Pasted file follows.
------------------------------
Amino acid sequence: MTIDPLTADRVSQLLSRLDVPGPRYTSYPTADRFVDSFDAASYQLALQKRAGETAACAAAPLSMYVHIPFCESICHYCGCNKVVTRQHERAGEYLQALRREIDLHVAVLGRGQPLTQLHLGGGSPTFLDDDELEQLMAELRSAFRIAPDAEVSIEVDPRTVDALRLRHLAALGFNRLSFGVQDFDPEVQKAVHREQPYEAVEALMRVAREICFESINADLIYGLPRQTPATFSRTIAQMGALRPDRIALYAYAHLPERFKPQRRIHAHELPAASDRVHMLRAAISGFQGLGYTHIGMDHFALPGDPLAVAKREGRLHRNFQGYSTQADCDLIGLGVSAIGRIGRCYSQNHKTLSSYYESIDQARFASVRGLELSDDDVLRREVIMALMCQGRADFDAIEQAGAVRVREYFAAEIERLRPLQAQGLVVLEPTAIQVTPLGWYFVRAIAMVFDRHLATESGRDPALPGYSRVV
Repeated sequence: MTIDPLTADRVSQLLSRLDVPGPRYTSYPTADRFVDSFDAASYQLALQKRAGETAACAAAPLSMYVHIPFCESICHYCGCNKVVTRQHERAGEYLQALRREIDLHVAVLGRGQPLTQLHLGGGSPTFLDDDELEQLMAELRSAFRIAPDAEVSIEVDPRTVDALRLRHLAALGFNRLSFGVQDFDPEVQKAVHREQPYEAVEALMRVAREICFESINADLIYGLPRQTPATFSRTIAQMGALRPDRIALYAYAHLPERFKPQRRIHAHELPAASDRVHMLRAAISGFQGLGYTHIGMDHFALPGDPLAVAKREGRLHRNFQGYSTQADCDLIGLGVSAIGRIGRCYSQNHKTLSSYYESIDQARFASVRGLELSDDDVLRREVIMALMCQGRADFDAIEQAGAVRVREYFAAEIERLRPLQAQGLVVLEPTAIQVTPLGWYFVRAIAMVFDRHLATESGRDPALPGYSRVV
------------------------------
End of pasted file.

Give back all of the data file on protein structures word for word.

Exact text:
Amino acid sequence: MTIDPLTADRVSQLLSRLDVPGPRYTSYPTADRFVDSFDAASYQLALQKRAGETAACAAAPLSMYVHIPFCESICHYCGCNKVVTRQHERAGEYLQALRREIDLHVAVLGRGQPLTQLHLGGGSPTFLDDDELEQLMAELRSAFRIAPDAEVSIEVDPRTVDALRLRHLAALGFNRLSFGVQDFDPEVQKAVHREQPYEAVEALMRVAREICFESINADLIYGLPRQTPATFSRTIAQMGALRPDRIALYAYAHLPERFKPQRRIHAHELPAASDRVHMLRAAISGFQGLGYTHIGMDHFALPGDPLAVAKREGRLHRNFQGYSTQADCDLIGLGVSAIGRIGRCYSQNHKTLSSYYESIDQARFASVRGLELSDDDVLRREVIMALMCQGRADFDAIEQAGAVRVREYFAAEIERLRPLQAQGLVVLEPTAIQVTPLGWYFVRAIAMVFDRHLATESGRDPALPGYSRVV
Repeated sequence: MTIDPLTADRVSQLLSRLDVPGPRYTSYPTADRFVDSFDAASYQLALQKRAGETAACAAAPLSMYVHIPFCESICHYCGCNKVVTRQHERAGEYLQALRREIDLHVAVLGRGQPLTQLHLGGGSPTFLDDDELEQLMAELRSAFRIAPDAEVSIEVDPRTVDALRLRHLAALGFNRLSFGVQDFDPEVQKAVHREQPYEAVEALMRVAREICFESINADLIYGLPRQTPATFSRTIAQMGALRPDRIALYAYAHLPERFKPQRRIHAHELPAASDRVHMLRAAISGFQGLGYTHIGMDHFALPGDPLAVAKREGRLHRNFQGYSTQADCDLIGLGVSAIGRIGRCYSQNHKTLSSYYESIDQARFASVRGLELSDDDVLRREVIMALMCQGRADFDAIEQAGAVRVREYFAAEIERLRPLQAQGLVVLEPTAIQVTPLGWYFVRAIAMVFDRHLATESGRDPALPGYSRVV